7 Tips for Flight Crews Visiting Brazil

> | August 15, 2012 | 2 Comments
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This is a post by author Andre Camargo. Andre is Country Manager for Universal Aviation Brazil which has aircraft ground handling facilities in São Paulo, Brasilia, Manaus, Recife, and Rio de Janeiro. Andre is an expert on business aircraft operations in Brazil and can be contacted at andrecamargo@universalaviation.aero.

This business aviation blog post is part of a series on operating to Brazil.

After all your pre-trip planning is done and you’ve landed in Brazil, you’ll find our local area and culture a welcoming environment. We always hear from flight crews that they find operating here a satisfying and rewarding experience. Options for adequate hotel accommodations are available throughout the country, and local-area culture and cuisine are well worth taking the time to enjoy.

Here are tips to help you plan for your time with us on the ground in Brazil.

1. Stay in 4- or 5-star hotels. There are plenty to choose from.

It’s always recommended to stay in a 4- or 5-star hotel, as personnel speak English well, amenities are better, are in a more secure area, and offer better security for their guests. Major U.S., European, and Brazilian hotel chains are of similar standards and are all good options. Most airports in Brazil have acceptable hotels close by for crews on the ground for a few hours or a short overnight stop.

2. Plan ahead if your stay overlaps with a major Brazilian event.

Holidays such as New Year’s, and some large events – like Formula 1 in Sao Paulo each year, and Carnival and peak summer season in January and February in Rio de Janeiro – can make it more challenging to find hotel rooms. During these periods, prices will be higher, cancellation policies will be extended, and some reservations may be non-refundable.

3. Consider working through your ground handler or 3rd-party provider if you have special hotel needs.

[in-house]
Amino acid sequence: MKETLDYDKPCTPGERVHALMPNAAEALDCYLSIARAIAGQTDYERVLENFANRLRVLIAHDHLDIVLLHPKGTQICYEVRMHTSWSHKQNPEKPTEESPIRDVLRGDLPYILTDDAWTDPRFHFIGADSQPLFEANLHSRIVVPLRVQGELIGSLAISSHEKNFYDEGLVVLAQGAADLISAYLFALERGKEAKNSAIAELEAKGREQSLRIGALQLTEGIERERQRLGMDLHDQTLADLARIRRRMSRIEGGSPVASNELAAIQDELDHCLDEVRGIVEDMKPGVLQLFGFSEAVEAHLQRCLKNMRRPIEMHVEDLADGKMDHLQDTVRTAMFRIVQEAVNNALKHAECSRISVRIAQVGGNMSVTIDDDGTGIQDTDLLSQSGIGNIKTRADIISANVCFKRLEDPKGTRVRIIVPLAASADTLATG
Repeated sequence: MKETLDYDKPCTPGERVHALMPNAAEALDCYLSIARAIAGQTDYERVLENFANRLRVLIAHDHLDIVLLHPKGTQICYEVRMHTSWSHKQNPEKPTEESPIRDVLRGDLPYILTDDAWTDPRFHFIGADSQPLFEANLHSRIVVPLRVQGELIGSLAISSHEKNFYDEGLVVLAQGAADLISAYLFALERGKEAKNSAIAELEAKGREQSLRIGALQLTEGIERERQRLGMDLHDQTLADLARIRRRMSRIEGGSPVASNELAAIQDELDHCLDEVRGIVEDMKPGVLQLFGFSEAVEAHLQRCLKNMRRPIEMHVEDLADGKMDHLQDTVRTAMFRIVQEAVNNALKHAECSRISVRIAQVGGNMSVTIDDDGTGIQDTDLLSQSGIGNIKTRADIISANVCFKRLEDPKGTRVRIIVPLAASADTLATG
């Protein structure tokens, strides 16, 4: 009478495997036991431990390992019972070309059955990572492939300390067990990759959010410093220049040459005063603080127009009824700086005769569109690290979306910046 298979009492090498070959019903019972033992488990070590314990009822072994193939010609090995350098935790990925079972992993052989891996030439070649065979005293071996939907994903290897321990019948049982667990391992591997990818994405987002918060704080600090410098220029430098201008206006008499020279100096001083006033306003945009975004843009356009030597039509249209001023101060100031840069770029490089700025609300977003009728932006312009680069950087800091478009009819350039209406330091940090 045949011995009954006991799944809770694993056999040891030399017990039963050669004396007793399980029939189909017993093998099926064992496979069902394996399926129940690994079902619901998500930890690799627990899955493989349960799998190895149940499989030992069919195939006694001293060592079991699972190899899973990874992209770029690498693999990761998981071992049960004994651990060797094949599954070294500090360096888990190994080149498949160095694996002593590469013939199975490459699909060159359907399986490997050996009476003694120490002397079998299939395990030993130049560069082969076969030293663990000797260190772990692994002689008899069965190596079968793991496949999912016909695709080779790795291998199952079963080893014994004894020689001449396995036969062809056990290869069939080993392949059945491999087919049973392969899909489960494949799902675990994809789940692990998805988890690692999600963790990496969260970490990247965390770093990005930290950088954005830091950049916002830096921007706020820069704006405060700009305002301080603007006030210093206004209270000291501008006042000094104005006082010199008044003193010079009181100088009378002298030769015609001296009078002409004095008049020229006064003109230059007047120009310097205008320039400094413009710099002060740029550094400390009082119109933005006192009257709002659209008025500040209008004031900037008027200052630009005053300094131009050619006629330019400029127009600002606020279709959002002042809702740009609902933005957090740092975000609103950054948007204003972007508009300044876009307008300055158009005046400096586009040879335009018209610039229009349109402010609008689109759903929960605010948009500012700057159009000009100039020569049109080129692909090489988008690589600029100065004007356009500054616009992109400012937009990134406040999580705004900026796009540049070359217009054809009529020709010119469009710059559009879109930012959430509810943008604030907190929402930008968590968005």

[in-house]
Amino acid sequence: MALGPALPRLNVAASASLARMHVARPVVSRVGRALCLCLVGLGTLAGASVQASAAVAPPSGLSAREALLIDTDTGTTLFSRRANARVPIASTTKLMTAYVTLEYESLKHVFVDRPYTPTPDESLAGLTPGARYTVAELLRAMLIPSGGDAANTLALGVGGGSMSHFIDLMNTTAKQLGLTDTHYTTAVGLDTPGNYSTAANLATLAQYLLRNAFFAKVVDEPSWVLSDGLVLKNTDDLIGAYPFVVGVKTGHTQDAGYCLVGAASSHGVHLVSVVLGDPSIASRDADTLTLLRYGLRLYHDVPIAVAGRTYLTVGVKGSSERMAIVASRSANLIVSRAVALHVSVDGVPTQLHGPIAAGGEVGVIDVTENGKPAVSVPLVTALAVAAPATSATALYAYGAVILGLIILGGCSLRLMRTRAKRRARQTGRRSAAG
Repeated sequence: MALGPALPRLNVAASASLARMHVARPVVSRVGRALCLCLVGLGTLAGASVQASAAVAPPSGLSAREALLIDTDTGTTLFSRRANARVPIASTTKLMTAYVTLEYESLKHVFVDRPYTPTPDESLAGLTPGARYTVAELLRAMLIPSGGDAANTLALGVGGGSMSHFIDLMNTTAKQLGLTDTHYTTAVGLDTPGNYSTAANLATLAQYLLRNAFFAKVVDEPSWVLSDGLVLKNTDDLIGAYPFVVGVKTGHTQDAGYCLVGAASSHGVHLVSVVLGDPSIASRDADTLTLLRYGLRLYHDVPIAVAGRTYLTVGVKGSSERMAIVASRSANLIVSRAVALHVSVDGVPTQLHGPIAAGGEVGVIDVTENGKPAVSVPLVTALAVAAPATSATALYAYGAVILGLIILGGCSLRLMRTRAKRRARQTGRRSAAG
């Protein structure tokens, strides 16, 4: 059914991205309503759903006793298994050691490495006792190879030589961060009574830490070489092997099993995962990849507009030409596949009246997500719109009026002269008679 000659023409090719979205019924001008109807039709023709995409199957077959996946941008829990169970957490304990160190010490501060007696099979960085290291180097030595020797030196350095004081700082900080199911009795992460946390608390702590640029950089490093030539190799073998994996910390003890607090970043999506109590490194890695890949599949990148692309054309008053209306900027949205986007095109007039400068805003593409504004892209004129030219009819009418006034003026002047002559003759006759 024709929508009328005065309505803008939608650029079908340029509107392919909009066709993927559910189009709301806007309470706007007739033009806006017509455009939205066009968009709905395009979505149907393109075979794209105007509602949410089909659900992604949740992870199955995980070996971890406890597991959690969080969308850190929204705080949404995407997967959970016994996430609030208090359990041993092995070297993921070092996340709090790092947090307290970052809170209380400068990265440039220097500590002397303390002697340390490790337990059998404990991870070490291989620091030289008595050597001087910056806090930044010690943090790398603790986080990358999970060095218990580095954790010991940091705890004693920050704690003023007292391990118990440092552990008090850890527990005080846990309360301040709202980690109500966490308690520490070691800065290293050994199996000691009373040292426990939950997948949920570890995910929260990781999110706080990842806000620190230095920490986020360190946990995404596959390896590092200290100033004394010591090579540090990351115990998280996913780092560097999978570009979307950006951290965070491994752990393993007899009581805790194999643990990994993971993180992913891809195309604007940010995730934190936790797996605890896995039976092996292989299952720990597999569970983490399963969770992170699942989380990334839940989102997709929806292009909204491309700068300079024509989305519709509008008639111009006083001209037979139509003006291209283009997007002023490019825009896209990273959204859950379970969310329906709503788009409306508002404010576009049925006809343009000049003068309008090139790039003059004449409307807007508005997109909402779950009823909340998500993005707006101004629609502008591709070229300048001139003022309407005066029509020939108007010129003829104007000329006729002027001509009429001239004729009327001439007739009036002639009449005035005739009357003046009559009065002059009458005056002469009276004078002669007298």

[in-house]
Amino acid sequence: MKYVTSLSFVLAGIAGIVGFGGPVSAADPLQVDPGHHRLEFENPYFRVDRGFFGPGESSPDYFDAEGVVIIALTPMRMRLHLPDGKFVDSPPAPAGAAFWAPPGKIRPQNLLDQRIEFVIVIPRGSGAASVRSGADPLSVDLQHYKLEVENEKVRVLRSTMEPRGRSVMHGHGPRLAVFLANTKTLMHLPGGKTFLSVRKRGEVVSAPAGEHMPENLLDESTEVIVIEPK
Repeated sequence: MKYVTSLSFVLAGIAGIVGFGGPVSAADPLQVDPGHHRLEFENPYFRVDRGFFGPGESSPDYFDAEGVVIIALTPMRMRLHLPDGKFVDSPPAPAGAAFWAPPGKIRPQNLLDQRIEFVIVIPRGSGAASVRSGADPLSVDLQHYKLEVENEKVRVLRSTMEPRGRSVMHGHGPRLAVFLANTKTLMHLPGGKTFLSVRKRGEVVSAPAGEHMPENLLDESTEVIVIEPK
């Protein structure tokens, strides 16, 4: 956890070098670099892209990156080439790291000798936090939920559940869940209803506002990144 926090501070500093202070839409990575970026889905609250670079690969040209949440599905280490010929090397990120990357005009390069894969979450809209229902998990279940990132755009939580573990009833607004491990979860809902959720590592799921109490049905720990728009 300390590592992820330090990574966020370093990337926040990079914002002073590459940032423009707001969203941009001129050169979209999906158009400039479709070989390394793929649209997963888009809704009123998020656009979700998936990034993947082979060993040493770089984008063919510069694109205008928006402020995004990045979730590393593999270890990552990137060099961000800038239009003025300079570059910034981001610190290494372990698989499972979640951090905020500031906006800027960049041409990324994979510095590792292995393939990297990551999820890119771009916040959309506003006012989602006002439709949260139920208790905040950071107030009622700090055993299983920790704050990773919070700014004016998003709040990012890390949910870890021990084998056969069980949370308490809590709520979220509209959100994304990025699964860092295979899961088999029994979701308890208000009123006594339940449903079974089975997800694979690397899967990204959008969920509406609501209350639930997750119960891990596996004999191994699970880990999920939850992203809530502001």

Items like additional security and private check-ins at the hotel can be arranged with sufficient notice. Short-notice hotel requests are possible, but choices may be more limited and costs higher closer to day of operations. Also, some ground handlers have special rates for specific hotels, and, of course, your 3rd-party providers should have options with contract prices and often extra included amenities.

4. Only use pre-paid ground transport.

It is not recommended that you rent or drive a vehicle due to traffic congestion and security issues. It’s always best to use vetted transportation companies with drivers. Your ground handler or 3rd-party providers will be able to assist you with this.

5. Understand passport and other documentation requirements.

Have your passport with at least six months’ remaining validity. Alternatively, you may be permitted to stay in Brazil as long as your passport is valid. Yellow fever vaccination is no longer required in Brazil, but is recommended. Always check visa requirements for any nationalities onboard to avoid issues on arrival. No visas will be issued to passengers on arrival, and an individual without a visa will be immediately deported. When out walking, carry a copy of your passport, a photo ID, and just the cash and credit cards you’ll need for that day.

6. Don’t bring guns and check food restrictions.

Brazil has restrictions on certain food items that may be permitted into the country. Dairy products are generally not allowed, so it’s best to check with your 3rd-party provider on what is allowable. It’s unlikely that you will be able to bring guns into the country. If you’re in transit with a single stop in Brazil, it may be possible to leave guns on the aircraft. However, you may not keep guns onboard if your next stop is domestic. In this case, you’ll need to make arrangements with your ground handler or your 3rd-party provider to have weapons left securely with customs.

7. Have a good time. It’s Brazil!

Brazil has a very open, welcoming, and tolerant culture. Try to take advantage of the many available cultural experiences and special events. Your ground handler or hotel can recommend the right places to go to experience the local, one-of-a-kind Brazilian culture.

Conclusion

There are many good hotel options for both passengers and crew throughout Brazil. Best practice is to arrange accommodations well in advance, particularly when travelling during major events. From a security standpoint, avoid rental vehicles and be aware of your surroundings when off-airport.

Questions?

If you have any questions about this article, contact me at andrecamargo@universalaviation.aero.

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Universal Aviation Brazil Country Manager Andre Camargo has more than 20 years’ experience in the aviation industry in both ground handling and flight operations management. Based in Sao Paulo, Andre is an expert on operations to and from Brazil.

Andre holds both a law degree from the Universidade Cidade de Sao Paulo and an MBA from Fundação Getulio Vargas. He can be reached at andrecamargo@universalaviation.aero.

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